22 Oct 2019

Wellington mayoralty battle: Andy Foster and Justin Lester clash over recount

9:15 am on 22 October 2019

Wellington's mayor-elect Andy Foster says talk about a recount is causing a "distraction" for the council at the start of their term.

Justin Lester and Andy Foster.

Justin Lester and Andy Foster. Photo: RNZ / Rebekah Parsons-King / Laura Dooney

Mr Foster beat the incumbent Justin Lester by 62 votes - leading Mr Lester to suggest he will apply for a recount at the District Court, which he will have to do by Friday.

The incoming mayor said beyond a distraction, any recount could cost somewhere between $80,000 and $100,000, which he said might fall to the ratepayers to shoulder.

That in turn was rebutted by Mr Lester, who said the council has election insurance to cover anything from by-elections to recounts.

The jabs from both men at each other are now the latest in a long line of conflicts, when Mr Lester was mayor and Mr Foster a councillor for Wharangi/Onslow-Western Ward.

Mr Foster, who also ran for mayor in 2016, was often a thorn in the side of Mr Lester when it came to Shelly Bay, a development marred by court cases, resource consents, and land disputes.

A mayoral election and recount in Hamilton

Although the 62-vote margin which Andy Foster held over Justin Lest might appear slim, in comparison to 2016's mayoral election in Hamilton, it's practically a thrashing.

In that instance, Andrew King and Paula Southgate were fighting for the mayoralty, with predecessor Julie Hardaker stepping down, having served two terms.

Mr King held a nine-vote advantage when it came to the recount, and following the final result, that was reduced to six votes.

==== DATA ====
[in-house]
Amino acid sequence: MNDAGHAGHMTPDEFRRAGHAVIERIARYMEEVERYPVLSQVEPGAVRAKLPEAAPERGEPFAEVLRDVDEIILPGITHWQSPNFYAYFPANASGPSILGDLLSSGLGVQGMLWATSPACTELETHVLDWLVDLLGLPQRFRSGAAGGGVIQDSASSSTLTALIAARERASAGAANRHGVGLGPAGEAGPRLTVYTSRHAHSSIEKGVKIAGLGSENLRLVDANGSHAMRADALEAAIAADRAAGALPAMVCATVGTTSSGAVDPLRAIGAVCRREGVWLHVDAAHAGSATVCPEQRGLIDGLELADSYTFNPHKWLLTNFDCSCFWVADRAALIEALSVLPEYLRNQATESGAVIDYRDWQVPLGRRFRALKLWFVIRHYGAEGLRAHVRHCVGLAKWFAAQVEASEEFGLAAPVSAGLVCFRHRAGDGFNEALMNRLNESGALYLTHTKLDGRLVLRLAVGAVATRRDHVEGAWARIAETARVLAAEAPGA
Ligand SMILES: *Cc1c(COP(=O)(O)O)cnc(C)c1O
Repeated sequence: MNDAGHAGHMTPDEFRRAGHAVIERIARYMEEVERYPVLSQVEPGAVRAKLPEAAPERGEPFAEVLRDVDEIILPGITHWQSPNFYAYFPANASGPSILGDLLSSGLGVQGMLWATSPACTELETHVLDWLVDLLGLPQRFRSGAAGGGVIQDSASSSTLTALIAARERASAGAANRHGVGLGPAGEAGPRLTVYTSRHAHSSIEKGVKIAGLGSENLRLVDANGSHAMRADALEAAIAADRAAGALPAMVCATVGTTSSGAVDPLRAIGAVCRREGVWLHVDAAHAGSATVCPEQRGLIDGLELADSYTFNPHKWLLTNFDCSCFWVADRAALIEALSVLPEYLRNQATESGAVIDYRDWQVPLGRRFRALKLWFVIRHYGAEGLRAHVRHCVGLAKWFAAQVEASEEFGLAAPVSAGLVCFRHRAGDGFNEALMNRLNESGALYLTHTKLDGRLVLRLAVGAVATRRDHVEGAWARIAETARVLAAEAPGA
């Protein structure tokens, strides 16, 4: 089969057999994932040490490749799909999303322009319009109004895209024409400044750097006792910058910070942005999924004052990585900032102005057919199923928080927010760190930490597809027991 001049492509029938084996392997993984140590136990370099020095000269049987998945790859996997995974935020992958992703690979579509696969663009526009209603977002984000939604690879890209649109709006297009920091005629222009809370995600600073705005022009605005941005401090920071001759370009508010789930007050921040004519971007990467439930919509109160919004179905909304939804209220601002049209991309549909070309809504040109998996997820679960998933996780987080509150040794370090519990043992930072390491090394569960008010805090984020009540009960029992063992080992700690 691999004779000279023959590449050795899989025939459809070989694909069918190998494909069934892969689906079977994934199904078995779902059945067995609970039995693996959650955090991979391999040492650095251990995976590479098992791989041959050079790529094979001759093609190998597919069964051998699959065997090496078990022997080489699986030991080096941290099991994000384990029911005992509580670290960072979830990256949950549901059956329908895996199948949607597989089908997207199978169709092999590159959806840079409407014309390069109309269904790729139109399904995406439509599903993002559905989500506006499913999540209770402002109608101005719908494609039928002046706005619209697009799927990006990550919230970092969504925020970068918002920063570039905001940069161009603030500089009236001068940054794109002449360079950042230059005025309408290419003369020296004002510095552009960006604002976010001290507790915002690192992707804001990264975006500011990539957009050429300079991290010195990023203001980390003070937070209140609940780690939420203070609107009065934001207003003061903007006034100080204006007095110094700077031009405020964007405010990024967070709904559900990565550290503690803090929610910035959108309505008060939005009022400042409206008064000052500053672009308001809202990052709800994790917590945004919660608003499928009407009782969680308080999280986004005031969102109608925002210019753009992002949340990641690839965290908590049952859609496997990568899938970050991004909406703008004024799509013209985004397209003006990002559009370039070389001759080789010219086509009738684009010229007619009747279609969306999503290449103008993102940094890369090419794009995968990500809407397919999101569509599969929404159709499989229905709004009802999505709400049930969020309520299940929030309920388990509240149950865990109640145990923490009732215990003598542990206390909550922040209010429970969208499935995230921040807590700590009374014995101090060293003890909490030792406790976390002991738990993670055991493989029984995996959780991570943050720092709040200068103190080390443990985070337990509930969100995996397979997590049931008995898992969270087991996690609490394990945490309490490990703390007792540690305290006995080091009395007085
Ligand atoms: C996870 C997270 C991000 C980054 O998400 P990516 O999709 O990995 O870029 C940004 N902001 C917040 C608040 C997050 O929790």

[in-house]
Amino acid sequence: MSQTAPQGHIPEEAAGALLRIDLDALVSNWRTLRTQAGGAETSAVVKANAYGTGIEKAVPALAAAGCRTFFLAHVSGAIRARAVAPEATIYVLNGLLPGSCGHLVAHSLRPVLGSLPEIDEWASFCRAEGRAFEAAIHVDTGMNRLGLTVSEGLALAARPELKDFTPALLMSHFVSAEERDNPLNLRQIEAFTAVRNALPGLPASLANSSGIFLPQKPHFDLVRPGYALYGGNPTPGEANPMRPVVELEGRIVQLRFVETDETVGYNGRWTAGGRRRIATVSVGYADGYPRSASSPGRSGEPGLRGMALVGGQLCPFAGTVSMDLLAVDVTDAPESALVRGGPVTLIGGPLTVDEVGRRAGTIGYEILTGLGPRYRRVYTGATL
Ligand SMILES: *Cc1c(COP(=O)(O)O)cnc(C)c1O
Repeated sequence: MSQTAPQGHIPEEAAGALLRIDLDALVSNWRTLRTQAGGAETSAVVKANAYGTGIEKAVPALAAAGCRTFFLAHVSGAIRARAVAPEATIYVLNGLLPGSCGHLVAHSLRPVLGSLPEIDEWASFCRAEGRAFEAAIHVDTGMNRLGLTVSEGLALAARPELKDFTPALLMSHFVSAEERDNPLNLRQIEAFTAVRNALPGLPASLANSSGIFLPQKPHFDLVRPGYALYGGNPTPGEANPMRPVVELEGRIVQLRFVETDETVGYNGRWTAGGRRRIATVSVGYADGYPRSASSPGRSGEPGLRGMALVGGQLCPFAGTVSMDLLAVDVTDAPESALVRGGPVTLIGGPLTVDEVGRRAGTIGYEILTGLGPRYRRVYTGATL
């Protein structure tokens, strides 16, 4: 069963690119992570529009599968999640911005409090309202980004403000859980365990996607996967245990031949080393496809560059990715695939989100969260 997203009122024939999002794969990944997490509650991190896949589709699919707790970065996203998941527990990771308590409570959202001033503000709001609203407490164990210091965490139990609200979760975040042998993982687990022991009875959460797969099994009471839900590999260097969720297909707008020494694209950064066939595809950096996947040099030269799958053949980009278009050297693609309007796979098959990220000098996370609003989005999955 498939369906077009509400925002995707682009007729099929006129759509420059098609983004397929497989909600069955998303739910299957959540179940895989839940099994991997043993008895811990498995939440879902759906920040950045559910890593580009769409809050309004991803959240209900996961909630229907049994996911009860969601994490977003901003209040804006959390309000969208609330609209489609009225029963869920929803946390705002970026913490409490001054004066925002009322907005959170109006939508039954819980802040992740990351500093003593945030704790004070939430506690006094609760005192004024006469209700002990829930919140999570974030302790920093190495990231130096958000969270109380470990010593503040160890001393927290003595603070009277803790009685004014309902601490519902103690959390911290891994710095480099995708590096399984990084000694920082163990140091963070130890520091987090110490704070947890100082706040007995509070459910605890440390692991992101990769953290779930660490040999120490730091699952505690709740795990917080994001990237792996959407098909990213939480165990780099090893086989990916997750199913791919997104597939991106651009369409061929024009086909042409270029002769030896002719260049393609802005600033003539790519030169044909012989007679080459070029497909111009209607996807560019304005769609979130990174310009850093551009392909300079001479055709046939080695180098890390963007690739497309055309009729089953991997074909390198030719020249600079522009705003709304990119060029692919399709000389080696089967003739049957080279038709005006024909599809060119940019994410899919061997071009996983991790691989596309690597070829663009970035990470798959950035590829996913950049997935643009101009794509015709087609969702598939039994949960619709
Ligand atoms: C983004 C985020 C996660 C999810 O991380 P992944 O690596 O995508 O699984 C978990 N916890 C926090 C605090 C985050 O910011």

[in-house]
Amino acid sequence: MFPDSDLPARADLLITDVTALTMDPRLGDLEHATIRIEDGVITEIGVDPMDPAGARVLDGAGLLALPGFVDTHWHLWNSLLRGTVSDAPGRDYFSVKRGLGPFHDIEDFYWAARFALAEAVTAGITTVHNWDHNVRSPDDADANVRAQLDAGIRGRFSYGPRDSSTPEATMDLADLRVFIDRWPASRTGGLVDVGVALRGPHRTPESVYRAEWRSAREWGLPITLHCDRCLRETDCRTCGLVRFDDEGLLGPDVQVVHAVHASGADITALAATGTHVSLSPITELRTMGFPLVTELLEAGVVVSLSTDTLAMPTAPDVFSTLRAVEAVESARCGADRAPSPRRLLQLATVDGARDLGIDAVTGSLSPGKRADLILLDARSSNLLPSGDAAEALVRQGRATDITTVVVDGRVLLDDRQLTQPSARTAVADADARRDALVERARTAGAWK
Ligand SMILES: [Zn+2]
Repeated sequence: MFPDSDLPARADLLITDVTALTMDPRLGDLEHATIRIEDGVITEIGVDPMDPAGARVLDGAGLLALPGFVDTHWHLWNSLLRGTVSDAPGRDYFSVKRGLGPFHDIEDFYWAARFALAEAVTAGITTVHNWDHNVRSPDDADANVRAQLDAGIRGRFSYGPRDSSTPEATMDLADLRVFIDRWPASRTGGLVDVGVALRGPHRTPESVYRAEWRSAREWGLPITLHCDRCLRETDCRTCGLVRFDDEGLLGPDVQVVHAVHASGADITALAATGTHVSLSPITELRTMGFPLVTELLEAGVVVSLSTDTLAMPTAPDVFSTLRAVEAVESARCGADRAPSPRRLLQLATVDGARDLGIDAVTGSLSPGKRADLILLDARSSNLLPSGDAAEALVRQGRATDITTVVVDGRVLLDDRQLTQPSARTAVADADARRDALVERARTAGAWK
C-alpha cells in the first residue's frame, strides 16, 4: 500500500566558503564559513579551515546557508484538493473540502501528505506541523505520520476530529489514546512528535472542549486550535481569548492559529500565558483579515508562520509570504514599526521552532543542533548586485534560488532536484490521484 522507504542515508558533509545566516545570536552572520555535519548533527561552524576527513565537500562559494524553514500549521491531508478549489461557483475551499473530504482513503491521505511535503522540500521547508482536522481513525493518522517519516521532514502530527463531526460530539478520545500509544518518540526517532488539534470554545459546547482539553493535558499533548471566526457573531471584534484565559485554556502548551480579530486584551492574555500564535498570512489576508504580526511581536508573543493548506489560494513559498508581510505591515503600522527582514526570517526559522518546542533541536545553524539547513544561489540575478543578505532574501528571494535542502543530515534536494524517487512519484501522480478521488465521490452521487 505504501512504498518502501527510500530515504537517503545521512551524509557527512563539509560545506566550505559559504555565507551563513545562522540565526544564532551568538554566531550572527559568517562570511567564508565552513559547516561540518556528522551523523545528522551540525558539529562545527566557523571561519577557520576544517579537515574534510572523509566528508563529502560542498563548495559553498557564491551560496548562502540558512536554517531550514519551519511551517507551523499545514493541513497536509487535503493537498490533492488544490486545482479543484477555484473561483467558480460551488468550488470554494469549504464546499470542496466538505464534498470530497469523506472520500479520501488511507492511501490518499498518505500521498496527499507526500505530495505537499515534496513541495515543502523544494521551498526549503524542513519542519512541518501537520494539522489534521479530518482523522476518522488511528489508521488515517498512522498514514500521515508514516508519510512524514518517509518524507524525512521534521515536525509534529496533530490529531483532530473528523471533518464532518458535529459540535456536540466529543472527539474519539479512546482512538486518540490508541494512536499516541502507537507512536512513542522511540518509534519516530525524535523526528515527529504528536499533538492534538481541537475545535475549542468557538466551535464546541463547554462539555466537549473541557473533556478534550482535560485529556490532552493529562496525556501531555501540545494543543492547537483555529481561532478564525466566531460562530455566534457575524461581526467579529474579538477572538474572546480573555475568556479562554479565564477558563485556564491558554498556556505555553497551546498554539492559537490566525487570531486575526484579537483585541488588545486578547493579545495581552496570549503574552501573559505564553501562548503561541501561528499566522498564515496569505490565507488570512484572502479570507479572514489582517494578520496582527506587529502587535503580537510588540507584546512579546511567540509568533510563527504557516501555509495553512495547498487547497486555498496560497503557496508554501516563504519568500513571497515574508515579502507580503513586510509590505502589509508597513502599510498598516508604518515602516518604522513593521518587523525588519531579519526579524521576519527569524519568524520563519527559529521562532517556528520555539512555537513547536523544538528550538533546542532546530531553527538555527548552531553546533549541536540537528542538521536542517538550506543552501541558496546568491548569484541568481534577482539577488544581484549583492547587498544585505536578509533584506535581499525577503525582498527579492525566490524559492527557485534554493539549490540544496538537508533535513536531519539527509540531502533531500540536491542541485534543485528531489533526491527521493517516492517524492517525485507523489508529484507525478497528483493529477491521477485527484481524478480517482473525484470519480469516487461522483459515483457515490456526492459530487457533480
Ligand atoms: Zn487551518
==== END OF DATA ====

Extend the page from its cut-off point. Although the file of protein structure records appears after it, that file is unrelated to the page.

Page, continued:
Wellington's mayor-elect Andy Foster said he's been told by election officers that a nine-vote margin is not comparable with his 62.

"In their terms, 62 votes is actually a landslide, it's a huge margin," he said. "If you're in single figures, maybe you have a chance, [but] 62 is a long way apart."

Mr Foster said 62 votes was a significant number when it comes to mistakes that would have to have been made by the electoral officers when they were totting up the votes.

He said they'd be "utterly devastated if they made a mistake to that extent. From a point of view of professional competence".

"They'd have to make 62 errors all in the same direction."

For the votes to proceed to a recount, defeated mayor Justin Lester will have to submit a formal application to the District Court by 5pm on Friday at the latest.

Mr Lester said he's still considering it.

"This is a democratic process," he said.

"I can understand why Andy might be a little bit nervous - his majority's gone down quite a lot. But we have to weigh these things up and make sure every vote is counted."

'People want action, and that means we need to get things done'

Mr Foster said one of his grievances with the recount was the "distraction" it was causing him and the council.